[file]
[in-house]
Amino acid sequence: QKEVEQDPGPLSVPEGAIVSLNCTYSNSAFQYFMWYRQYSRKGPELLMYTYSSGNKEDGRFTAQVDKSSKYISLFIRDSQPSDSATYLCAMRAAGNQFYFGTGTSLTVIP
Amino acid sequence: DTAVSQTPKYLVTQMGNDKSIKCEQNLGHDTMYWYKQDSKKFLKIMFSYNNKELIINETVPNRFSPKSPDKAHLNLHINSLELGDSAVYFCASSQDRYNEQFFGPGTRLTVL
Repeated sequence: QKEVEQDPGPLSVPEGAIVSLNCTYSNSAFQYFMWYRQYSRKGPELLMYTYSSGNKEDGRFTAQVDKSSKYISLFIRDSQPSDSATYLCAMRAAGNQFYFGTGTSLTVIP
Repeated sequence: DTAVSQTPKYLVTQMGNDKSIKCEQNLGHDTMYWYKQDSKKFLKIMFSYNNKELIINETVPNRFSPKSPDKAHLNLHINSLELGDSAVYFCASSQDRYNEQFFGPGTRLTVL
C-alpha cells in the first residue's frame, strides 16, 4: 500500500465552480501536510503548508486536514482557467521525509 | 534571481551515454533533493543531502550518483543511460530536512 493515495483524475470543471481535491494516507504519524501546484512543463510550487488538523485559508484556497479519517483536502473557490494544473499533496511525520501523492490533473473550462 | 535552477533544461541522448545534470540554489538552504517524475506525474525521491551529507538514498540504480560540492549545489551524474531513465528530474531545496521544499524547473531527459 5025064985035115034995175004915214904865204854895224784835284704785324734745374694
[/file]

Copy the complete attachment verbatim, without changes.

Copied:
[in-house]
Amino acid sequence: QKEVEQDPGPLSVPEGAIVSLNCTYSNSAFQYFMWYRQYSRKGPELLMYTYSSGNKEDGRFTAQVDKSSKYISLFIRDSQPSDSATYLCAMRAAGNQFYFGTGTSLTVIP
Amino acid sequence: DTAVSQTPKYLVTQMGNDKSIKCEQNLGHDTMYWYKQDSKKFLKIMFSYNNKELIINETVPNRFSPKSPDKAHLNLHINSLELGDSAVYFCASSQDRYNEQFFGPGTRLTVL
Repeated sequence: QKEVEQDPGPLSVPEGAIVSLNCTYSNSAFQYFMWYRQYSRKGPELLMYTYSSGNKEDGRFTAQVDKSSKYISLFIRDSQPSDSATYLCAMRAAGNQFYFGTGTSLTVIP
Repeated sequence: DTAVSQTPKYLVTQMGNDKSIKCEQNLGHDTMYWYKQDSKKFLKIMFSYNNKELIINETVPNRFSPKSPDKAHLNLHINSLELGDSAVYFCASSQDRYNEQFFGPGTRLTVL
C-alpha cells in the first residue's frame, strides 16, 4: 500500500465552480501536510503548508486536514482557467521525509 | 534571481551515454533533493543531502550518483543511460530536512 493515495483524475470543471481535491494516507504519524501546484512543463510550487488538523485559508484556497479519517483536502473557490494544473499533496511525520501523492490533473473550462 | 535552477533544461541522448545534470540554489538552504517524475506525474525521491551529507538514498540504480560540492549545489551524474531513465528530474531545496521544499524547473531527459 5025064985035115034995175004915214904865204854895224784835284704785324734745374694